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Check out the amazing McLaren P1 XP2R, the Experimental Prototype 2

Much has been written about the Nürburgring-Nordschleife since it was first raced. The fabled 20.83-kilometer circuit snakes its way through Germany’s Eifel Forest, and it has regularly bitten amateurs and professionals alike, who have tried to tame it, pushing for that extra tenth of a second. Bergwerk, Fuchsröhre, Schwedenkreuz, and Flugplatz are just a handful of more than 150 corners that drivers face as they head off from the starting gantry, with an exclusive club waiting for a select few.

The first of the so-called ‘holy trinity’, the McLaren P1 holds several impressive accolades to its name. Underlining the sheer performance and ability of the limited-run hypercar, ‘Mr McLaren’ Ron Dennis announced at its launch in 2013, that entry into the sub-7 minute club was a prerequisite to signing off the performance of the car; designed to be ‘the fastest car on road and track’. Bold words, especially against some very stiff competition at the time from Maranello and Stuttgart. However, on just 10 months later, McLaren confirmed that its attempt at membership had been successful. The car that achieved the milestone was one of the firm’s prototypes, P1-’XP2R’, and the achievement was simply a part of the performance benchmarking. No more specifics were confirmed, other than to acknowledge that the task – along with all the other performance objectives in the development program – had been completed. And then the internet forums erupted.

Now, a decade on from the announcement by McLaren Automotive, the era-defining prototype, XP2R, has come out from under the covers of a private collection, entrusted to the team at Sub7 Collection. Named after the automotive industry’s most prestigious club, Sub7 Collection manages and sources some of the world’s most exclusive cars on behalf of clients. Through dedicated management of private vehicle collections, to the sourcing and step-by-step support for sales or purchases of high value, premium super and hypercars, Sub7 Collection will work with clients looking to acquire individual vehicles, through to building and maintaining bespoke collections. Sub7 Collection is spearheaded by Jamie Weir who, among his extensive experience in the prestige and exclusive automotive markets, played a major role in the customer management of the McLaren P1 program during his time with the brand.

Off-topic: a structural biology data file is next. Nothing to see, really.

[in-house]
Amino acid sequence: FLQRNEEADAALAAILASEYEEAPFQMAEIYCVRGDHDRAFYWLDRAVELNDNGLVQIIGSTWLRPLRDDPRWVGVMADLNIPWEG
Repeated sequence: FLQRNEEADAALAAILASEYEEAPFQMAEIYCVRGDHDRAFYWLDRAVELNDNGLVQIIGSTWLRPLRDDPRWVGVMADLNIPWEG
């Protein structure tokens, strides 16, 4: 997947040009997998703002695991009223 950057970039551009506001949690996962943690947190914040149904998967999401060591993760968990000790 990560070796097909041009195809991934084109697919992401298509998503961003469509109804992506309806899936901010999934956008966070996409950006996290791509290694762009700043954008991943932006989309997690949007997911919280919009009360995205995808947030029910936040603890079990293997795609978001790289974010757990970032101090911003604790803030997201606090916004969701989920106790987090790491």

As the perfect poster car for the launch of Sub7 Collection, the McLaren P1 was one of the founding fathers of the exclusive sub-7-minute members club. Widely considered the highlight of McLaren Automotive’s modern-day projects, the model was limited to just 375 production models, supported by a small number of testing and validation prototypes. Following the conclusion of this production run, selected clients were offered the opportunity to acquire a very small number of special vehicles which had played a major role in the development process.

XP2R, or eXperimental Prototype 2 as it started off, was one of the first development mules in the groundbreaking project. Initially running in the racetrack camouflage prior to the public unveiling, XP2R carried out extensive testing including vMax attempts, tire testing with Pirelli, braking system sign-off with Akebono, active aerodynamics, Race Mode, and damper tuning. It received its fully painted bodywork in June 2013, as the program became more public, appearing once again at the Nürburgring as it worked through the final development program stages, aiming towards the lap time attempt.

As genuine racecars have become more appealing in recent years, particularly when they offer bona fide racing provenance, XP2R presents as one of the most unique and talked about histories of a specific road car in recent years. Fully recommissioned at the end of its ‘working life’ by McLaren Automotive, it is exactly as it completed its demanding development program – finished in stunning Supernova Silver metallic bodywork, with stealth wheels – and still wears its ‘prototype vehicle’ monikers. XP2R is now held with an extensive set of spares, including a second set of carbon fiber bodywork. With these spare parts and bodywork, a complete silhouette vehicle has been created, which sits alongside the car in the owner’s private collection. This second model is all but identical to the original prototype, although showing the different colored brake calipers that were worn during the development program.

So, what does it take to achieve sub-7 status? The unique challenge of the Nordschleife, or ‘North Loop’, means that the car must travel at an average speed in excess of 111mph. As an average. No mean feat, especially when you remember some of the tighter and twisty corners scrub speed down to double digits, severely impacting the average. To complete the task requires ultimate commitment and trust in the car by the driver throughout the whole lap.

This article was originally published by a www.supercars.net . Read the Original article here. .

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